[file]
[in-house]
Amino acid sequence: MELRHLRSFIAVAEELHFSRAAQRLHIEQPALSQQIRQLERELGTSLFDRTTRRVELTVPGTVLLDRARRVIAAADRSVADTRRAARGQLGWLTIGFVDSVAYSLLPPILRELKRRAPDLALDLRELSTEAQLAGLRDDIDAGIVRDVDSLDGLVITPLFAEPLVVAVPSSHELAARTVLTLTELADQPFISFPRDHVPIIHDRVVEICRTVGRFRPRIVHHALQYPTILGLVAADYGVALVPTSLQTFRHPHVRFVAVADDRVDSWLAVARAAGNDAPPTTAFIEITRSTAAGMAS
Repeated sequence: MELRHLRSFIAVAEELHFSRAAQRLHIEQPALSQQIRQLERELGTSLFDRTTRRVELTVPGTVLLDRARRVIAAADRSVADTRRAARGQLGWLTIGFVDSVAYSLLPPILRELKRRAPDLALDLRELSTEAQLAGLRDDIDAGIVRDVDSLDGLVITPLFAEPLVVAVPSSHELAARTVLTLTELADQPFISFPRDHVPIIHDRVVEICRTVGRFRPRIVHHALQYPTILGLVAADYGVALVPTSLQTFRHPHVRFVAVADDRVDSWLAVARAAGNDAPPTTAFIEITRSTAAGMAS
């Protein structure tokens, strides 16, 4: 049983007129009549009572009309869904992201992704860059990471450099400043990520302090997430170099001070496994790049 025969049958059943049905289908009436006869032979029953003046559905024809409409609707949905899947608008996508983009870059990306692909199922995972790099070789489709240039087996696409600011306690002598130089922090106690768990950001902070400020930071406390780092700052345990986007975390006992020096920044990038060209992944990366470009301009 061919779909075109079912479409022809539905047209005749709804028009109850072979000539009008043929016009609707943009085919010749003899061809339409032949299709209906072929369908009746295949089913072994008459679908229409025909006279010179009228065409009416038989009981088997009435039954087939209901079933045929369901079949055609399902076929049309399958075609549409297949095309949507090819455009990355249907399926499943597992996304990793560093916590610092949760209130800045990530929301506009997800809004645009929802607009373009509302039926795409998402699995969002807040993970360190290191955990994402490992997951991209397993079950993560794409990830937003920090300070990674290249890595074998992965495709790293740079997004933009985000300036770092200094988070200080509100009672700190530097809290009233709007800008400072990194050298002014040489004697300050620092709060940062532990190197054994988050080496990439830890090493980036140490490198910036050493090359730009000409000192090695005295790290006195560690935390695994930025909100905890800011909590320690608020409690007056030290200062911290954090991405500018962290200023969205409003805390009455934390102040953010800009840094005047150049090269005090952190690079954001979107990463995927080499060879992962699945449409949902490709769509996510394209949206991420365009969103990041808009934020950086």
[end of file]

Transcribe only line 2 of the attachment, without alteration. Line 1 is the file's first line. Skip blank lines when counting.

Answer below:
Amino acid sequence: MELRHLRSFIAVAEELHFSRAAQRLHIEQPALSQQIRQLERELGTSLFDRTTRRVELTVPGTVLLDRARRVIAAADRSVADTRRAARGQLGWLTIGFVDSVAYSLLPPILRELKRRAPDLALDLRELSTEAQLAGLRDDIDAGIVRDVDSLDGLVITPLFAEPLVVAVPSSHELAARTVLTLTELADQPFISFPRDHVPIIHDRVVEICRTVGRFRPRIVHHALQYPTILGLVAADYGVALVPTSLQTFRHPHVRFVAVADDRVDSWLAVARAAGNDAPPTTAFIEITRSTAAGMAS